Not quite..... So much of it really is the mental determination that you need to keep on going. Basically, skinny or not, if you don't have the will power you probably aren't going to be successful. I've known guys that weren't in the best shape, but had the drive and got it done. Mainly I'd just have to say sure, you really don't want to be lugging around a bunch of extra weight, but if you have strong legs and good wind, it can take you a long ways. Having a strong back doesn't hurt either.

    Personally I've known guys that were built like bulls that didn't have any problems going after a ram. And I've known skinny young kids that were pretty much useless when it came to packing any weight. Sheep hunting isn't just about getting into the back country,and climbing around the mountains....that's pretty much the easy part. Strap on a ram and all your gear and head back down......that'll show you how much of a sheep hunter you'll want to be.......lol
    Sheep hunting...... the pain goes away, but the stupidity remains...!!!

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    Thank for the book and DVD recommendations I am already going to by the lace em up DVD and black shale is on my list of reads. I have read the two Tony Russ Books about sheep hunting. The mental determination I think is there too, but have not been out into sheep country to prove that yet. I will hopefully be in August Lord willing and hell does not freeze over. Any good ideas of when is the best time in the season to go?

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    Have to agree with 4mer a bit.. I have NEVER with maybe one year exception got in shape for a sheep hunt and no I am far from what most would consider sheep shape.. I am in no way advocating not being in shape as it can make or break a hunt.. I was a smoker and used to smoke while I climbed,I would show up in camp out of shape...ect.. I worried about it a couple times in the early years when hunters would show up all lean and mean but I have never had one hunt where I was playing catch up to a hunter....WHY....simple Quitting is not an option for me and I know what it takes to be mentally strong enough to be successful.. I watched the most inshape hunters eyes slump when we would get to the base of where we were going to climb after a 10 mile hike in, I have watched thier minds mentally break down after being stuck in the tent for several days counting squares, I have watched them cry cause they never knew it would be that hard, I have watched them quit cause of complete break down.. I do what I can to help them but in the end the mental game of mountain hunting in the roughest of country wears on you ... Wayyyy to many focus on the physical and forget the mental.... I have gotten sheep for guys who have have no buisness being in the mountains simply cause they did not give up..

    this hunter on the left had one lung but whacked this pig.... the second hunter actually quit a few times due to mental fatigue but with the help of a friend(another guide) we were able to finally get him up the mountain and get him on this sheep...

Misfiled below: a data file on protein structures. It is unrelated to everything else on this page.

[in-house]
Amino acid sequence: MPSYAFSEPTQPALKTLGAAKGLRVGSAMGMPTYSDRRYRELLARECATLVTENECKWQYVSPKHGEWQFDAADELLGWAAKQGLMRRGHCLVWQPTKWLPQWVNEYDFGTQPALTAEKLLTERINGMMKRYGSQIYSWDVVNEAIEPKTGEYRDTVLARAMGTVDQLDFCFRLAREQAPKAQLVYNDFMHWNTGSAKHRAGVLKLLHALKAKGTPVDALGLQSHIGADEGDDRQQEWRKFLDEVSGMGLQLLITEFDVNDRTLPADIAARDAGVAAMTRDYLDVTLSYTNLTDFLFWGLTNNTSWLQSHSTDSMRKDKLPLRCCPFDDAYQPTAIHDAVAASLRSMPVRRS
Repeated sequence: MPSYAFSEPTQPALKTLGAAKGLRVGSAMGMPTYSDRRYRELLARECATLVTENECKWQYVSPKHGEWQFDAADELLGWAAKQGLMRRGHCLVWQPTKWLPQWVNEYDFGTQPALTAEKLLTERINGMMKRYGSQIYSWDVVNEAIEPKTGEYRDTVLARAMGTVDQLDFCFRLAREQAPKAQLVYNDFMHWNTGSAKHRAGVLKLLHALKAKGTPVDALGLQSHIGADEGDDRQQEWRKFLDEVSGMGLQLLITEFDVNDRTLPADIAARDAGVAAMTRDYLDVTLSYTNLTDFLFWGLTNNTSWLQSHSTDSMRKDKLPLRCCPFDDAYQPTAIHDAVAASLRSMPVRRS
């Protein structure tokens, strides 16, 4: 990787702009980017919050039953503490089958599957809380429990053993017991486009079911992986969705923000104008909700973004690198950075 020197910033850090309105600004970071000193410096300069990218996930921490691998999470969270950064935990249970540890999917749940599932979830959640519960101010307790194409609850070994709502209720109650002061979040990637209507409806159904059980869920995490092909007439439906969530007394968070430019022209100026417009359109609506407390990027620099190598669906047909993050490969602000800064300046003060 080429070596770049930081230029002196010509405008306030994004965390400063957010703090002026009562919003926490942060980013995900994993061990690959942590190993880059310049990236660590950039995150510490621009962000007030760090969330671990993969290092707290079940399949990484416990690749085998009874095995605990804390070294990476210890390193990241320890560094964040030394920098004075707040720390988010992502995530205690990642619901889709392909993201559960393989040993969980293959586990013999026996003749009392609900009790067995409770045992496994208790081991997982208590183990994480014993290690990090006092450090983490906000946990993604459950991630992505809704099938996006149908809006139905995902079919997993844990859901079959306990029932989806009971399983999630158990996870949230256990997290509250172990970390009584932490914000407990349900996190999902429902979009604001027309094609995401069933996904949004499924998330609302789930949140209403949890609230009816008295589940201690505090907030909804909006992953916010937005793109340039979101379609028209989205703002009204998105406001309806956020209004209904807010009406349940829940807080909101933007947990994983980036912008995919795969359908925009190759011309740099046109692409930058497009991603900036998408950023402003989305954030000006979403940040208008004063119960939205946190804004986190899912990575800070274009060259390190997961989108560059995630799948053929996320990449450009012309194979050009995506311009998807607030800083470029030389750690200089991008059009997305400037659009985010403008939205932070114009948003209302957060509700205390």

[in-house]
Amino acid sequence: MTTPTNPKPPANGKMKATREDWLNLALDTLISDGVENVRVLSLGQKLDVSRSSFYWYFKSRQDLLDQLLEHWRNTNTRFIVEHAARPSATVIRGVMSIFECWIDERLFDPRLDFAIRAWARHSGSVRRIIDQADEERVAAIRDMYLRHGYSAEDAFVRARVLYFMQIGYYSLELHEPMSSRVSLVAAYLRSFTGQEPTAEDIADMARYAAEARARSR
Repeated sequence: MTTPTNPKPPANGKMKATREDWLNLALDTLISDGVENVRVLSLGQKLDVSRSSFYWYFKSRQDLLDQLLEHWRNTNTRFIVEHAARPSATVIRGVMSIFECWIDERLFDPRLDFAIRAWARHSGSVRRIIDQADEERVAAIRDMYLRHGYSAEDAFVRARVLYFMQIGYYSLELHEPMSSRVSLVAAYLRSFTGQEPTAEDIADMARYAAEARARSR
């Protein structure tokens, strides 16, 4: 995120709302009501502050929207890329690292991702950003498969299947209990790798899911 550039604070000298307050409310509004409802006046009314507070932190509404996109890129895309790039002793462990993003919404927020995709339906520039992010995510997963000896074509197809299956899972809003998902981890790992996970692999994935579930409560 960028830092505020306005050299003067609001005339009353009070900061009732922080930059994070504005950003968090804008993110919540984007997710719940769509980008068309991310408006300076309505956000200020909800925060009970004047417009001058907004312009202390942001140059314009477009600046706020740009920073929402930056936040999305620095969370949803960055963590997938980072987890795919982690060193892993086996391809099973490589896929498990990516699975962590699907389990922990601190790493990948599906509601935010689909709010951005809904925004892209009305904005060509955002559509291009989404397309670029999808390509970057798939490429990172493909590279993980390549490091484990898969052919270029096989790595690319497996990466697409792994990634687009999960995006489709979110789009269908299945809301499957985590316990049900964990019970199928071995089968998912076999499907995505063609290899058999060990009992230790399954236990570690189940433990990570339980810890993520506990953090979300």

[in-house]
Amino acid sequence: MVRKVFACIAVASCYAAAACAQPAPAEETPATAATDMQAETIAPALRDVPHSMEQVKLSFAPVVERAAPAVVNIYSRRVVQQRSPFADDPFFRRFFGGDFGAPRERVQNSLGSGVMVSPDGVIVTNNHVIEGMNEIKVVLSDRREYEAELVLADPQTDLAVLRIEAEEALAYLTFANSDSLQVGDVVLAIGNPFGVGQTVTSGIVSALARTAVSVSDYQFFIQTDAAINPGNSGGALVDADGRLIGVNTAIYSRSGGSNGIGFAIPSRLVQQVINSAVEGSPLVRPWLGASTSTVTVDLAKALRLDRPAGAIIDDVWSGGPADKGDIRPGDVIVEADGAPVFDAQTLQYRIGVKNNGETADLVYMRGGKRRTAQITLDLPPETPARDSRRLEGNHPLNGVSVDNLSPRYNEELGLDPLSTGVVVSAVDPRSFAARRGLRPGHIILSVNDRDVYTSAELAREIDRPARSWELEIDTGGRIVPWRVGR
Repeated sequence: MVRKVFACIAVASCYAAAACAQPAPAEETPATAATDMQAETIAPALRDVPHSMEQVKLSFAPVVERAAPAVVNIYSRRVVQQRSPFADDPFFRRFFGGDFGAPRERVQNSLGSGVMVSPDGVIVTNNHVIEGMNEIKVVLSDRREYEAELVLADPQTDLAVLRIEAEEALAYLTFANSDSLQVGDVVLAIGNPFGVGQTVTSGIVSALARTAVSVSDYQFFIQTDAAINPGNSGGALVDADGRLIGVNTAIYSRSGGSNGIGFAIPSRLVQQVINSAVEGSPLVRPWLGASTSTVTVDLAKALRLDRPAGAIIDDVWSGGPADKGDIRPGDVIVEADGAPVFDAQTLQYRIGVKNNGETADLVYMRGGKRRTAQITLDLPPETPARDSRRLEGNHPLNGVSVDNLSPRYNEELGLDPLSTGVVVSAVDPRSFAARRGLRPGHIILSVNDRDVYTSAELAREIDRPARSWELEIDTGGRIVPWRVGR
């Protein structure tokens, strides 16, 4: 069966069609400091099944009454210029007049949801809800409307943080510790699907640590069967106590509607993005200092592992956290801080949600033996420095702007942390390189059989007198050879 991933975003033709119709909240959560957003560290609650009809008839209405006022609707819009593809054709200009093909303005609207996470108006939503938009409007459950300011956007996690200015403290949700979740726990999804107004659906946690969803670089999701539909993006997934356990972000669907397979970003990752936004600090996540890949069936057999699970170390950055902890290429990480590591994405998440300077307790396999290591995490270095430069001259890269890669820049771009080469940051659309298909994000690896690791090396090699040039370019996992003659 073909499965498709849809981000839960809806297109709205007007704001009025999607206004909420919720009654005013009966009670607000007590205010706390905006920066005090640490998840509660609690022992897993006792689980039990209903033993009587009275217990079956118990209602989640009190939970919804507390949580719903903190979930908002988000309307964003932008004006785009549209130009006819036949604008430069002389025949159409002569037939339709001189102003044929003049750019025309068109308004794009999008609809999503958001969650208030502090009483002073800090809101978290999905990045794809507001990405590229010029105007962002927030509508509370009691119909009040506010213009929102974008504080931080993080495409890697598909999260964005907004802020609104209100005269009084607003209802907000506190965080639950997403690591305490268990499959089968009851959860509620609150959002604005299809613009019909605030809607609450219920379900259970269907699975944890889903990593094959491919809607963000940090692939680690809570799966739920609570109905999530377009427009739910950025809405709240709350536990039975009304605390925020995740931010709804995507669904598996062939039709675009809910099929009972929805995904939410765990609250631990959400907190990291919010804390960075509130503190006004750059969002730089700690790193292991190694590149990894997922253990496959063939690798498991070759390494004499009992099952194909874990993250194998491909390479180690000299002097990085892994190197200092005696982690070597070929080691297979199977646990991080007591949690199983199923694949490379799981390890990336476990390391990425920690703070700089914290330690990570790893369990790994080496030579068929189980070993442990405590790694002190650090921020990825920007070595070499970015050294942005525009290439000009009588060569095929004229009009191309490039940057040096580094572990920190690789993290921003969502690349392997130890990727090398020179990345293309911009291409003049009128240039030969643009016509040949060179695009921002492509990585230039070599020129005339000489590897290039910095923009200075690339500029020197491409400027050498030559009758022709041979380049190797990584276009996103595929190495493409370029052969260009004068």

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    Member AK Ray's Avatar
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    Quote Originally Posted by Cragger View Post
    Any good ideas of when is the best time in the season to go?
    It's best to be ready to pull the trigger early in the morning of the 10th of August. Doesn't work out that way for many hunters. Depending on the conditions it may take you a few days to walk to that point.

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    Member iusckeeper's Avatar
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    Quote Originally Posted by Bear View Post
    Have to agree with 4mer a bit.. I have NEVER with maybe one year exception got in shape for a sheep hunt and no I am far from what most would consider sheep shape.. I am in no way advocating not being in shape as it can make or break a hunt.. I was a smoker and used to smoke while I climbed,I would show up in camp out of shape...ect.. I worried about it a couple times in the early years when hunters would show up all lean and mean but I have never had one hunt where I was playing catch up to a hunter....WHY....simple Quitting is not an option for me and I know what it takes to be mentally strong enough to be successful.. I watched the most inshape hunters eyes slump when we would get to the base of where we were going to climb after a 10 mile hike in, I have watched thier minds mentally break down after being stuck in the tent for several days counting squares, I have watched them cry cause they never knew it would be that hard, I have watched them quit cause of complete break down.. I do what I can to help them but in the end the mental game of mountain hunting in the roughest of country wears on you ... Wayyyy to many focus on the physical and forget the mental.... I have gotten sheep for guys who have have no buisness being in the mountains simply cause they did not give up..

    this hunter on the left had one lung but whacked this pig.... the second hunter actually quit a few times due to mental fatigue but with the help of a friend(another guide) we were able to finally get him up the mountain and get him on this sheep...
    Now that's some good face camo!